I struggled with some of the numbers on this list.
Some numbers, like, 5 (worn by both Manti Te’o and Everett Golson) didn’t need a second thought. Some I really needed to stretch.
Notre Dame’s “ninth day of Christmas” is the former.
I could cover the nine total touchdowns Notre Dame has given up this season.
I could cover the nine total points Notre Dame’s opponents scored in the first quarter this season.
I could cover the often-overlooked contributions of Robby Toma and Louis Nix III (both No. 9s).
Or the fact that Stephon Tuitt and Kapron Lewis-Moore have a team-high nine quarterback hurries apiece.
But perhaps more important than all of those – at least in terms of who the Irish were a year ago versus who they are today – is Notre Dame’s turnover margin.
Want to draft a list of why Notre Dame is undefeated and title-bound? Put this near the top.
Notre Dame did two things this season that it didn’t do last year: It protected the ball on offense and took it away on defense.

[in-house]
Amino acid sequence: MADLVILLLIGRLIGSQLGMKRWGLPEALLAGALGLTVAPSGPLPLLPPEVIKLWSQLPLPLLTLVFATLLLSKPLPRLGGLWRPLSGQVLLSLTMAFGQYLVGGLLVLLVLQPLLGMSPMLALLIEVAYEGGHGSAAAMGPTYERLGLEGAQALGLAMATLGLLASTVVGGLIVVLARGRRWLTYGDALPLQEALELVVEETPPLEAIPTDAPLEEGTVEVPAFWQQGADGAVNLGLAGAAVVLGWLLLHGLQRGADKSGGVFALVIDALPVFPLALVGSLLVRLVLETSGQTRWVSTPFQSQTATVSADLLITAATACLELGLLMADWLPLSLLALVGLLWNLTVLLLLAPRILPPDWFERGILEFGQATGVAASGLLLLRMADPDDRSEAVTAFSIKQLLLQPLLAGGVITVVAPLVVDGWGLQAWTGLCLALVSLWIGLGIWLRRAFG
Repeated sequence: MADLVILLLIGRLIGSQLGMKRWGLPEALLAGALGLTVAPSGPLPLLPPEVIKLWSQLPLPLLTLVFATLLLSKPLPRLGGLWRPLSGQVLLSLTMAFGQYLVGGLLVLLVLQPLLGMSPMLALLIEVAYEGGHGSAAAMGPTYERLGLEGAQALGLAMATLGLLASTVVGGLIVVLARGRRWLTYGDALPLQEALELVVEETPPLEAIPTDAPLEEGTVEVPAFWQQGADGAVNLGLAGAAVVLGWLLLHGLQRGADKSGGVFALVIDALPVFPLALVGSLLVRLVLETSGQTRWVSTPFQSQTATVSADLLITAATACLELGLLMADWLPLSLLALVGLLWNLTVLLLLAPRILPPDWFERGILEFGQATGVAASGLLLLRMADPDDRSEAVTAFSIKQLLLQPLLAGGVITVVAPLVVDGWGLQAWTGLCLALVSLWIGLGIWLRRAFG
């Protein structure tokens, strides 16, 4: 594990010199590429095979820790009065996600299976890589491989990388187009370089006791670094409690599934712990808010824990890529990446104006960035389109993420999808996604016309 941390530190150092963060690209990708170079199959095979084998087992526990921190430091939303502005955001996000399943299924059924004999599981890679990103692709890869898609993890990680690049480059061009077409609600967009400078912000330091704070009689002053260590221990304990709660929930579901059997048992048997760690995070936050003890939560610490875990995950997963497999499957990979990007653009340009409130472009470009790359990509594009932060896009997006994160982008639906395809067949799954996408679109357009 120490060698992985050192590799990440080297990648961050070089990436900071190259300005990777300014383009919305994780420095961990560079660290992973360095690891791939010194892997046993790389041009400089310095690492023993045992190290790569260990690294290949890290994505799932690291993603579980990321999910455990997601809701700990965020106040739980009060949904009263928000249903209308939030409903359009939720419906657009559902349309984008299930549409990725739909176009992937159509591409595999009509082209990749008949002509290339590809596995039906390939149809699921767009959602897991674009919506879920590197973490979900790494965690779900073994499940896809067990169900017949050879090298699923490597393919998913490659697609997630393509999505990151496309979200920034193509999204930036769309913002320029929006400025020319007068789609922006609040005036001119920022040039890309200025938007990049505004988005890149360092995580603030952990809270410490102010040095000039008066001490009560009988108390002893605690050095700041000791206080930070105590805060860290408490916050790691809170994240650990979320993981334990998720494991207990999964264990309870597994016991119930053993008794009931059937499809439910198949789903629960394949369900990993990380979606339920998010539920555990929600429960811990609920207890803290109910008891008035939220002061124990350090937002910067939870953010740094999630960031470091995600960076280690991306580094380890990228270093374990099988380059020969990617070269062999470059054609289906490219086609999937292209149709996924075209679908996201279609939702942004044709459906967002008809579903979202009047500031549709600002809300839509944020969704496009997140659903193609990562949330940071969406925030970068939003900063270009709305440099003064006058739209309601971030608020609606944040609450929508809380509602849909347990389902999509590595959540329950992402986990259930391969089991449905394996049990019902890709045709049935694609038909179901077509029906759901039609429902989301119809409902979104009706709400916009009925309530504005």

This spring, head coach Brian Kelly stressed that “Zero is okay on first down.” When Tommy Rees and Andrew Hendrix threw interceptions in the Blue/Gold spring scrimmage, Kelly said, “We’ve seen that movie before. We gotta move past it.”
Since his two-interception performance against Michigan in Week 4, Golson has only thrown two interceptions (one against Pitt, one against Wake Forest).
Te’o alone had seven of the team’s 16 interceptions this year, meaning he had one less interception than the entire team registered in 2011.
The 2012 squad has more than compensated for the major downfall of the 2011 team.
And that’s why Miami awaits on Jan. 7.
Previously on “12 Days of Notre Dame…”
… (Only) Eight missed field goals
… Seven (opponent) passing TDs
… Six less dramatic wins
… The Golden No. 5s
… Four (uncomfortably) close games
…Three reliable running backs
…Two doubting pundits
…One Bob Diaco